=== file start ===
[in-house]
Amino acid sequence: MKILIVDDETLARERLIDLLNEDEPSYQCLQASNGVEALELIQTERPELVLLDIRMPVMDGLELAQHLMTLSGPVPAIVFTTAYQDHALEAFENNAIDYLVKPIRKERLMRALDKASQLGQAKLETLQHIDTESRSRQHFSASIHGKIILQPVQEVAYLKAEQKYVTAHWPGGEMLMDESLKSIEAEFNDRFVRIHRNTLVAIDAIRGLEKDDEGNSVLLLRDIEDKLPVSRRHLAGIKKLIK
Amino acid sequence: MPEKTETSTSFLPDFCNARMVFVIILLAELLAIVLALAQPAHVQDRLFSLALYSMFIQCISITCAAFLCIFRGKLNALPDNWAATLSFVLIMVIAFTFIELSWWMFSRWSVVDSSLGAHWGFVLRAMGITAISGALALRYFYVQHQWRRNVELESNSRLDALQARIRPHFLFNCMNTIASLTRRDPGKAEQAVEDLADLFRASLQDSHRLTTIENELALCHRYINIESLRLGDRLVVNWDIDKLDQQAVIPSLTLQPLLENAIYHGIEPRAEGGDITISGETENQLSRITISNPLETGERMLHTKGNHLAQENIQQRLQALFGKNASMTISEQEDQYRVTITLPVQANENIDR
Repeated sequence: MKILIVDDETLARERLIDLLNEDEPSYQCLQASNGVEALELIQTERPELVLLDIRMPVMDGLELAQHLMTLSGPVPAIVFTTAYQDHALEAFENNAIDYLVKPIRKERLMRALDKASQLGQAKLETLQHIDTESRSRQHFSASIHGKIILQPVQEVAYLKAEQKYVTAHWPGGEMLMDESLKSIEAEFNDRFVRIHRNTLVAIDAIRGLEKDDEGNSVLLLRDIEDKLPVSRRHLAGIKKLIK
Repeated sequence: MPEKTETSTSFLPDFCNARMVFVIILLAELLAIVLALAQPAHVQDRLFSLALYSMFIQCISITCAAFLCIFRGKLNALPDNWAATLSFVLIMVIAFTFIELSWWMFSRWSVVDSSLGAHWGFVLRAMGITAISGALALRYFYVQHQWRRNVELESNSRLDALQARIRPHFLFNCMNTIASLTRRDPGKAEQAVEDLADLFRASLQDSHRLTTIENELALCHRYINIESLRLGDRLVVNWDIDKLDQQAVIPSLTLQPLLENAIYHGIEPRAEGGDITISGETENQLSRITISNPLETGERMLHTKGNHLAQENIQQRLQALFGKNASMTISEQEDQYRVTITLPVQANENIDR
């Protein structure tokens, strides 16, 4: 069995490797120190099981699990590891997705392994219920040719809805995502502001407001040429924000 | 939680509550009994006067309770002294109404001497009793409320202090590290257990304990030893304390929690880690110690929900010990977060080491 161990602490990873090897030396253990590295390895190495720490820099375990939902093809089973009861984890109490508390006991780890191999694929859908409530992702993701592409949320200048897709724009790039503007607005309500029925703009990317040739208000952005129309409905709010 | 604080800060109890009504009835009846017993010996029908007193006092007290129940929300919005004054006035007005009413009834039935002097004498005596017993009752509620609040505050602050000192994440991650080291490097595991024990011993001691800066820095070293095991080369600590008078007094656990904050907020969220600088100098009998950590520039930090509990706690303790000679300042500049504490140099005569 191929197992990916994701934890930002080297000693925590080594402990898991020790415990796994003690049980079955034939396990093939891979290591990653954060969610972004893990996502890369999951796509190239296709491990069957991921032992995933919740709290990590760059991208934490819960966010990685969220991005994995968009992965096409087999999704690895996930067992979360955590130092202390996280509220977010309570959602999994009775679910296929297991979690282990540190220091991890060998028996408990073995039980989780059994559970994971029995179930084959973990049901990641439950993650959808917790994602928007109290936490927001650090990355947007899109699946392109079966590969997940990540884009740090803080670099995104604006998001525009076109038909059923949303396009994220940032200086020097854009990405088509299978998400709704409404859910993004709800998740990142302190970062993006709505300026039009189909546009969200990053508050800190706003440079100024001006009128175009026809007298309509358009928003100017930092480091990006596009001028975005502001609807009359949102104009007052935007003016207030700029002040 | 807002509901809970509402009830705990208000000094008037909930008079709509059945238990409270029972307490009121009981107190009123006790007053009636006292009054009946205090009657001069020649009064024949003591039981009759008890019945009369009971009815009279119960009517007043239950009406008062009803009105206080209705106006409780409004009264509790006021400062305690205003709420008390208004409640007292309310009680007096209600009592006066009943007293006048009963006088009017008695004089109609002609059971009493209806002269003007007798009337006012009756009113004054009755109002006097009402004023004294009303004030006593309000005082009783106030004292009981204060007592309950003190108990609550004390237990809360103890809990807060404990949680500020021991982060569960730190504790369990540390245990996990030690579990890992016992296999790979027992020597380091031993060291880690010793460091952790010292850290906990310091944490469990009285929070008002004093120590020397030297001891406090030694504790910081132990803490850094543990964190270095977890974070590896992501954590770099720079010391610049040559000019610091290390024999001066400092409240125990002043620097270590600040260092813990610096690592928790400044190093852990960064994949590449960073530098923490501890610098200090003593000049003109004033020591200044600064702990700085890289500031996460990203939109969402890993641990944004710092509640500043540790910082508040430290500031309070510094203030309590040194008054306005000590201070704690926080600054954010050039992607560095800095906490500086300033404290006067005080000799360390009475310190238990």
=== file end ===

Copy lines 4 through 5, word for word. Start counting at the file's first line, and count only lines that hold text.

Repeated sequence: MKILIVDDETLARERLIDLLNEDEPSYQCLQASNGVEALELIQTERPELVLLDIRMPVMDGLELAQHLMTLSGPVPAIVFTTAYQDHALEAFENNAIDYLVKPIRKERLMRALDKASQLGQAKLETLQHIDTESRSRQHFSASIHGKIILQPVQEVAYLKAEQKYVTAHWPGGEMLMDESLKSIEAEFNDRFVRIHRNTLVAIDAIRGLEKDDEGNSVLLLRDIEDKLPVSRRHLAGIKKLIK
Repeated sequence: MPEKTETSTSFLPDFCNARMVFVIILLAELLAIVLALAQPAHVQDRLFSLALYSMFIQCISITCAAFLCIFRGKLNALPDNWAATLSFVLIMVIAFTFIELSWWMFSRWSVVDSSLGAHWGFVLRAMGITAISGALALRYFYVQHQWRRNVELESNSRLDALQARIRPHFLFNCMNTIASLTRRDPGKAEQAVEDLADLFRASLQDSHRLTTIENELALCHRYINIESLRLGDRLVVNWDIDKLDQQAVIPSLTLQPLLENAIYHGIEPRAEGGDITISGETENQLSRITISNPLETGERMLHTKGNHLAQENIQQRLQALFGKNASMTISEQEDQYRVTITLPVQANENIDR